Diet pills: too good to be true?
If you think all those pills claiming to help you lose weight “the fast and easy way” sound too good to be true, you’re right to be suspicious. The first generation of weight loss supplements–and the ones that tend to be the most aggressively marketed–are stimulants, which work by artificially speeding metabolism, so you lose weight quickly, but as soon as you stop taking them you gain it right back.
But other types of supplements can be useful. The most promising work not by offering a quick fix, but by helping your body achieve a proper balance so that your efforts won’t be undermined by an unnaturally sluggish metabolism or any nutritional deficiencies. “The idea is not to “cause” weight loss per se, but to use judiciously selected supplements to fill in any gaps left by diet to support optimal metabolism,” say David Katz, director of
the Yale University Prevention Research Center.
A bit more research is needed on some of these supplements to determine their effectiveness; others have done well in trials and are considered safe. Here’s a rundown of the leading contenders:
Everyone knows that calcium is good for your bones, but it also plays a role in maintaining a healthy weight. When calcium levels are low, you tend to put more calories into fat tissue than into lean muscle tissue, making it very hard to lose weight. “If your doctor has ruled out any underlying medical problems and you’re doing everything else right–going to the gym and dieting–and still not losing weight, this may be one thing that can help,” says Roger Clemens, a nutritionist at the University of Southern California.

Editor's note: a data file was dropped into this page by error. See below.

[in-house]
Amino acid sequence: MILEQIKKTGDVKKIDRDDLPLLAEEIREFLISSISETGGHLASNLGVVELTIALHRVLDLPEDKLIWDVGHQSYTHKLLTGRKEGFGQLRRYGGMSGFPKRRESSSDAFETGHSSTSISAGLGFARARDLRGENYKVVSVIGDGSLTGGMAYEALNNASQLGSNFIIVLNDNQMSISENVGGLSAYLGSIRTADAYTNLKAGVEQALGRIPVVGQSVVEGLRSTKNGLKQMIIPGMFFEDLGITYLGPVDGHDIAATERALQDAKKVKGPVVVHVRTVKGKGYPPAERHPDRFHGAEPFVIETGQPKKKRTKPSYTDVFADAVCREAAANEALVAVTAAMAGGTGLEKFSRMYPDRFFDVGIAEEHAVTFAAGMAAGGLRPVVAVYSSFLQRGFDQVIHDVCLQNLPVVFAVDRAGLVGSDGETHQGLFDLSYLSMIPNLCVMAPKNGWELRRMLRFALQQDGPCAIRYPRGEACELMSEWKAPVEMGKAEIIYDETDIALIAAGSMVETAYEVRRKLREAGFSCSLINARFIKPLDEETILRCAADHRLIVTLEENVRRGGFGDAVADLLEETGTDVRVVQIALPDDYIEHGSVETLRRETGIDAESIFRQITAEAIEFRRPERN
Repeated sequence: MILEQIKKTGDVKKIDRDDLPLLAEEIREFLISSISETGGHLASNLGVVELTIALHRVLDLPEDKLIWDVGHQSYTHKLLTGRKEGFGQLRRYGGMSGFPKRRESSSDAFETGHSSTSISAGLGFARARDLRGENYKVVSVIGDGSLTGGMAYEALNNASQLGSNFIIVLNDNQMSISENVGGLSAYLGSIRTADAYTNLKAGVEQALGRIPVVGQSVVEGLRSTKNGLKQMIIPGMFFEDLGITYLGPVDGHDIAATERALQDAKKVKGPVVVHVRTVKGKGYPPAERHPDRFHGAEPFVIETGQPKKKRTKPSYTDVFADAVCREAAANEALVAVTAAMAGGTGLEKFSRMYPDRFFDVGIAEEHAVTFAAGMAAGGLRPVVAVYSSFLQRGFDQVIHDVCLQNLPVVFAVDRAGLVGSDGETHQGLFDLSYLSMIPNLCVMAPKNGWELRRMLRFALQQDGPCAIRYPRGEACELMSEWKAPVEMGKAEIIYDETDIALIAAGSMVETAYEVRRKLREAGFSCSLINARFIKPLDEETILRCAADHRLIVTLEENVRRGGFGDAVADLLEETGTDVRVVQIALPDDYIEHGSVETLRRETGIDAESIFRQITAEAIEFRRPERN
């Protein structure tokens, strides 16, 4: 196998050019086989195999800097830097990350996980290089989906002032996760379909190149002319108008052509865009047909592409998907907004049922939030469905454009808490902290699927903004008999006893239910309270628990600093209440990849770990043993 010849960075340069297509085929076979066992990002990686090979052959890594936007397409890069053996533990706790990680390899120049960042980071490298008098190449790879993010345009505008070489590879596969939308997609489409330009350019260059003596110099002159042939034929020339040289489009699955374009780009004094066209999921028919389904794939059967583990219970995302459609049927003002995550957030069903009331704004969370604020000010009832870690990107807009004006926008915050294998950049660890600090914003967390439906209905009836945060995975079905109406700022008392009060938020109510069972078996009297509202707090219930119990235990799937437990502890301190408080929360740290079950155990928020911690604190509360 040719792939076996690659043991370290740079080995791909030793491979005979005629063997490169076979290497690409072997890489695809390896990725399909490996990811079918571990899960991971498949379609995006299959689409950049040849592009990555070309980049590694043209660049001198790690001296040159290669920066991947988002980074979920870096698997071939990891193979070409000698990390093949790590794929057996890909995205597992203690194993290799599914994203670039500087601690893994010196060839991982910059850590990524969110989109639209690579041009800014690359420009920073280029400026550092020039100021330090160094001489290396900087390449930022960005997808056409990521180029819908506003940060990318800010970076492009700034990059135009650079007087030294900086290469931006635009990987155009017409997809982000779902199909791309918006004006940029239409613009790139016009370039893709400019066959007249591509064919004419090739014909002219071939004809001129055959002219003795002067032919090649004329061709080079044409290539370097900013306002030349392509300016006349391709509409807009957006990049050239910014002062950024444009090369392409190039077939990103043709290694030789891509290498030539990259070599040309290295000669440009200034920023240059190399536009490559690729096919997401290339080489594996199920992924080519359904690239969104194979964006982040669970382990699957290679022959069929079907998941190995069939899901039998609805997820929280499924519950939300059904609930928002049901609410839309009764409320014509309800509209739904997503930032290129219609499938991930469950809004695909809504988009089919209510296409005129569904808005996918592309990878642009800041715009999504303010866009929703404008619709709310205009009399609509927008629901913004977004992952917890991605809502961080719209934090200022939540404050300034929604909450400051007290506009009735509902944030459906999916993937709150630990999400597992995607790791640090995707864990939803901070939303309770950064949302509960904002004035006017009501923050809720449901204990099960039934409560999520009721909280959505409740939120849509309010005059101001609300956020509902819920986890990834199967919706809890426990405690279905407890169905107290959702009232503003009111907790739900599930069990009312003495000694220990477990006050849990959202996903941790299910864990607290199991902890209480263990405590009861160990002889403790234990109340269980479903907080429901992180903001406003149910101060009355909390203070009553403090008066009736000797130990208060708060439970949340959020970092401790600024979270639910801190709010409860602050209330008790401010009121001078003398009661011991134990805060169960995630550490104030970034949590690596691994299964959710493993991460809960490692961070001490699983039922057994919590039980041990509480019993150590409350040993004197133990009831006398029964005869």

How much: “The best results have come from eating low-fat dairy foods,” says Clemens. He says to aim for a total of 1,200 mg of calcium a day, which you can get from 3 to 4 servings, or a mix of food and supplements. (Split the pills into a morning and evening dose for better absorption).
Taking this mineral may help quash Syndrome X, a common factor in obesity in which chronically high insulin levels interfere with metabolism and increase hunger. How do you know if you have Syndrome X? A tendency to gain weight around the middle coupled with high blood pressure are two good indicators.
How much: Katz recommends one or two 400-microgram supplements a day of chromium picolinate.
CLA (conjugated linoleic acid)
A fatty acid that occurs naturally in meat and dairy, CLA in supplement form appears to be of some help in making sure that dieters lose body fat instead of muscle. But the benefits are not likely to be dramatic–in a recent Scandinavian study, volunteers lost up to 9 percent of body fat, but body weight stayed about the same or dropped only slightly (though one of the treatment groups showed a small but significant weight loss).
How much: Take 3,400 mg a day. Look for “9-cis,11-trans type” on the label, the one for which there has been the best data, says Clemens.
Green tea supplements
Some research has shown that green tea capsules may suppress appetite and help people burn calories faster, but the effect didn’t necessarily translate to weight loss.
How much: The many documented health benefits of drinking green tea certainly make it worth sipping, or taking in supplement form.